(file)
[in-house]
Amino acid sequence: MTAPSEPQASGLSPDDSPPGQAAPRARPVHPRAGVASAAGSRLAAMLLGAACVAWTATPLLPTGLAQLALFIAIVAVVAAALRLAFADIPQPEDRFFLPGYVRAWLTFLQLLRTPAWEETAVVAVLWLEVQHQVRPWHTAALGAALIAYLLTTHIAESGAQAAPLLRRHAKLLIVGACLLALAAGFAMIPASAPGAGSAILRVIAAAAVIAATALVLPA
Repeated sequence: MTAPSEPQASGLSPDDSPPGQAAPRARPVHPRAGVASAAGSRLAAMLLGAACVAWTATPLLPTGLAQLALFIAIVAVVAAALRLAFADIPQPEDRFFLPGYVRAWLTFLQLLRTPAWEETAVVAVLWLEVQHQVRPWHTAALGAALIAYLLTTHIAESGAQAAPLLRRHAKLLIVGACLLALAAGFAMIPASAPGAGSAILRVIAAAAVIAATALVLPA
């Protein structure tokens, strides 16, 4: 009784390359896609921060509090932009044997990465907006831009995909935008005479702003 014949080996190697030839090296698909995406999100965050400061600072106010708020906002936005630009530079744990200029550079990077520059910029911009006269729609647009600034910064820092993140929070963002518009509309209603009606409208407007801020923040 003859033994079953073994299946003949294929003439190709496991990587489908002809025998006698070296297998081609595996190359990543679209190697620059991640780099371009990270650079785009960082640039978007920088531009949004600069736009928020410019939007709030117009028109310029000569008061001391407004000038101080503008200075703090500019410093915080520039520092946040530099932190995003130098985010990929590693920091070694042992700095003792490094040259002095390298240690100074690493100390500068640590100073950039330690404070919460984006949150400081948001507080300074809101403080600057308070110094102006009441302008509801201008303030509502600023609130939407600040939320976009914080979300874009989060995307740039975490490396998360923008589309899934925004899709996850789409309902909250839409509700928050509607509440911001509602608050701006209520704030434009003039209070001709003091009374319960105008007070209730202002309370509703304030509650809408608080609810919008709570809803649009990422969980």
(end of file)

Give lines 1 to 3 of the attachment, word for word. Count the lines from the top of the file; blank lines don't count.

[in-house]
Amino acid sequence: MTAPSEPQASGLSPDDSPPGQAAPRARPVHPRAGVASAAGSRLAAMLLGAACVAWTATPLLPTGLAQLALFIAIVAVVAAALRLAFADIPQPEDRFFLPGYVRAWLTFLQLLRTPAWEETAVVAVLWLEVQHQVRPWHTAALGAALIAYLLTTHIAESGAQAAPLLRRHAKLLIVGACLLALAAGFAMIPASAPGAGSAILRVIAAAAVIAATALVLPA
Repeated sequence: MTAPSEPQASGLSPDDSPPGQAAPRARPVHPRAGVASAAGSRLAAMLLGAACVAWTATPLLPTGLAQLALFIAIVAVVAAALRLAFADIPQPEDRFFLPGYVRAWLTFLQLLRTPAWEETAVVAVLWLEVQHQVRPWHTAALGAALIAYLLTTHIAESGAQAAPLLRRHAKLLIVGACLLALAAGFAMIPASAPGAGSAILRVIAAAAVIAATALVLPA